Backhaul Project thanks

Quyana to the Yukon-Kuskokwim communities for the most successful Backhaul Project yet.

The impact of a multi-year partnership has reduced the potential for hazardous materials to cause water contamination in our Y-K communities. To all our partners who have had a hand in collecting and recycling more than 600,000 pounds of these materials over the last few years, we say thank you.

Donlin Gold’s role within the Y-K region has broadened and deepened since we were first invited here to explore the possibility of responsible mineral development on Alaska Native-owned lands.

Over the past 25 years, we have built partnerships with Alaska Native Corporations, rural and statewide leaders, small businesses, residents, friends and family members in the Y-K region. Guided by our own employees who were born and raised here, we strive to be a good neighbor and help find solutions to regional challenges, one of them being waste in landfills.

For the past six years, our team has worked alongside partners like Delta Backhaul Company, Association of Village Council Presidents’ environmental department, Native Village of Napaimute, Fox Air, Ryan Air, Grant Aviation and countless IGAP workers in participating Y-K villages to remove hazardous household and electronic waste that would otherwise collect in community landfills.

We have been able to work with the City of Bethel to facilitate what has become an annual event to collect household electronic waste in the community of Bethel. This summer, we were fortunate to have the resources to remove 450 appliances from the communities of Tuntutuliak, Napakiak, Napaskiak, Kwethluk and Akiachak.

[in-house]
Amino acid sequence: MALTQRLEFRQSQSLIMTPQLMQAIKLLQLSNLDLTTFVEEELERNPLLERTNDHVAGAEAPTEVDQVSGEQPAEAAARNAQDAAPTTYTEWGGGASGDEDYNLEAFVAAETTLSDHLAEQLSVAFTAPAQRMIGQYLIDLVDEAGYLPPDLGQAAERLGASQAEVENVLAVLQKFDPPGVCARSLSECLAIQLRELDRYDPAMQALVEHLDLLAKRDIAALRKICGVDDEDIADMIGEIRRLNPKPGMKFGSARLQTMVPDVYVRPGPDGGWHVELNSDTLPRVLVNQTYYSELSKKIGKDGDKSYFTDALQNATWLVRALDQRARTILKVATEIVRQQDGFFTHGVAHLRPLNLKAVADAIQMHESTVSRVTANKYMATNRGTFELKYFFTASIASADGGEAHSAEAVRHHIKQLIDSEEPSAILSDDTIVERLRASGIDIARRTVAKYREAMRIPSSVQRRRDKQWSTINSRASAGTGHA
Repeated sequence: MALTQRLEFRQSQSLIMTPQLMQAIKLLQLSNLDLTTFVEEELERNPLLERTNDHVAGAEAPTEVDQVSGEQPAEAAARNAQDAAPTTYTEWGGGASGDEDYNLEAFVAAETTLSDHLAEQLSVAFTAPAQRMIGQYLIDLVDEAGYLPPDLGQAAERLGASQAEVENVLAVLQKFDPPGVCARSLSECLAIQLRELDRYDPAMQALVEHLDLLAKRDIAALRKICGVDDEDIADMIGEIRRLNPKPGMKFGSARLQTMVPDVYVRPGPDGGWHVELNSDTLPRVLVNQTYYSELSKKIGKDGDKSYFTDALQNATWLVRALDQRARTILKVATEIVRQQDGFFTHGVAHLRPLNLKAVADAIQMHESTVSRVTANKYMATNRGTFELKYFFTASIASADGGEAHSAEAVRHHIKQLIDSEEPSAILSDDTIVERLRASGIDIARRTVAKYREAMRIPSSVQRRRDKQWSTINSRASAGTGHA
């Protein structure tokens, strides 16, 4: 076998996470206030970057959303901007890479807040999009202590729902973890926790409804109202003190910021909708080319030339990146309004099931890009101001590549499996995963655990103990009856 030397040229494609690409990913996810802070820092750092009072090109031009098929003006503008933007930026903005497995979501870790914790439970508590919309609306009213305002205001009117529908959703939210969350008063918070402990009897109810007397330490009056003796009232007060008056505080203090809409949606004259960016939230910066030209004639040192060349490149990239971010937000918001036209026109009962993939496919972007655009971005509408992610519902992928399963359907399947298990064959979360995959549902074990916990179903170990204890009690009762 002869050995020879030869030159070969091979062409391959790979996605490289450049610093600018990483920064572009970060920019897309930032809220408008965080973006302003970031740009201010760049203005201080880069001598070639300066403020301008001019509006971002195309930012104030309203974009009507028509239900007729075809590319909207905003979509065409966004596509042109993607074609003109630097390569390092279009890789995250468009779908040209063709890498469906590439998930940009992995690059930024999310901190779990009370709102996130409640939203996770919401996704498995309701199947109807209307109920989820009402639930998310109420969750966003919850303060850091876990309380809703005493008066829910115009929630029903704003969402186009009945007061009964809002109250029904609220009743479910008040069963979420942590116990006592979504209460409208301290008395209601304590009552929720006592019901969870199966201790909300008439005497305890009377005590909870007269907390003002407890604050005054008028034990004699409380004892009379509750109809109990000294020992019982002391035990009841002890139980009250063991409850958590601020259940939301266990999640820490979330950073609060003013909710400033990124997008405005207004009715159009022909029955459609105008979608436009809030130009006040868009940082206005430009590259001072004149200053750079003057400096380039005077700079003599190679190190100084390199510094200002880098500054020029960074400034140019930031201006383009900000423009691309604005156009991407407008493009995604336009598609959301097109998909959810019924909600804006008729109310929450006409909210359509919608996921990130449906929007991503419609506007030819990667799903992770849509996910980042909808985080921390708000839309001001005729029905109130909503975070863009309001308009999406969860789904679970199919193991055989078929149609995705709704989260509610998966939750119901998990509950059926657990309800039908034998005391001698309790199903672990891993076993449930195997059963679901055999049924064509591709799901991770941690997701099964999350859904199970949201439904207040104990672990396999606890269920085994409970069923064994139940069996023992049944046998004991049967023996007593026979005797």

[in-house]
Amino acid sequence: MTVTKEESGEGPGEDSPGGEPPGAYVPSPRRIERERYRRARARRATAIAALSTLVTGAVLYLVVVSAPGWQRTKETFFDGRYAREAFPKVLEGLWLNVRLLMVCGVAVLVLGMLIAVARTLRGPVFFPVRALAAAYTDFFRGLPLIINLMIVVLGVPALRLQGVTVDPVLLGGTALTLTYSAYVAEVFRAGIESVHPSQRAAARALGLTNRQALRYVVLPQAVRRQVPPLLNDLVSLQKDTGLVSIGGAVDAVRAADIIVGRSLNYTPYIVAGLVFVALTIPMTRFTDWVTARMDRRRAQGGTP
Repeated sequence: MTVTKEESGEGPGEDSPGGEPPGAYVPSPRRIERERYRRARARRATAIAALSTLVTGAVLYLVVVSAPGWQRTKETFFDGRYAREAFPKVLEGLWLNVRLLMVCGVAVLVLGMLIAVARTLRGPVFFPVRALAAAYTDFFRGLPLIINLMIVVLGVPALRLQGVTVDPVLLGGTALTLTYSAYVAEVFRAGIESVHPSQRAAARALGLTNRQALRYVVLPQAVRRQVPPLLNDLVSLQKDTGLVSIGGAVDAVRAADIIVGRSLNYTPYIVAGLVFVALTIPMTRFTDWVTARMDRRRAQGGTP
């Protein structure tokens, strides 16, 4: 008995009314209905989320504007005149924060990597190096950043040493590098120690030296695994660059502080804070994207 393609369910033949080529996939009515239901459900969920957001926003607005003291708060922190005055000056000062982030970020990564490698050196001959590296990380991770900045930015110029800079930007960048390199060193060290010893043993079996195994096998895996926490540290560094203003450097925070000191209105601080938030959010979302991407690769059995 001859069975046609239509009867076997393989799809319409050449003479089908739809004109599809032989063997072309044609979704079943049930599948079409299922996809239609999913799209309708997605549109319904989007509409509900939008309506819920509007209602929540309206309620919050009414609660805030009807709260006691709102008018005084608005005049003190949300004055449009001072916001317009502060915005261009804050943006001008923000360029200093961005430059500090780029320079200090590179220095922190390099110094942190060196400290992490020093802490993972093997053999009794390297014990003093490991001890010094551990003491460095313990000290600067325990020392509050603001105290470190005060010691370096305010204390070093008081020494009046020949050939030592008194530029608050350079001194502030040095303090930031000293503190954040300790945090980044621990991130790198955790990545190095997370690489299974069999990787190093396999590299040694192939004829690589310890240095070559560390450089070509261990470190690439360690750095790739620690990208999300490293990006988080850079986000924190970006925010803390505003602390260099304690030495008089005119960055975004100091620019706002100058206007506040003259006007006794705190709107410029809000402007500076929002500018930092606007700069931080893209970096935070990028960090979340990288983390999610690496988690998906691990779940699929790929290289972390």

Additionally, our crew stopped at fish camps along the river and collected four, 20-foot containers of unwanted items. Our team was pleased to extend the Donlin Gold In It for the Long Haul Backhaul Project to three Yukon River villages, including Marshall, Pilot Station and Pitka’s Point. From these communities, we collected more than 17,000 pounds of e-waste, fluorescent bulbs and batteries, among other items.

We express our deepest gratitude in working side by side to better the Y-K region. Quyana!

Colleen Laraux, Rebecca Wilmarth, Rebeca Chimegalrea, and Sam Angaiak-Miller are Donlin Gold community liaisons. They are part of the proposed mine’s community relations team, which focuses on outreach to regional stakeholders.

Colleen Laraux, Rebecca Wilmarth, Rebeca Chimegalrea, and Samantha Angaiak-Miller

Donlin Gold Community Liaisons

Anchorage, AK

Asbestos, the silent danger still affecting Alaska’s veterans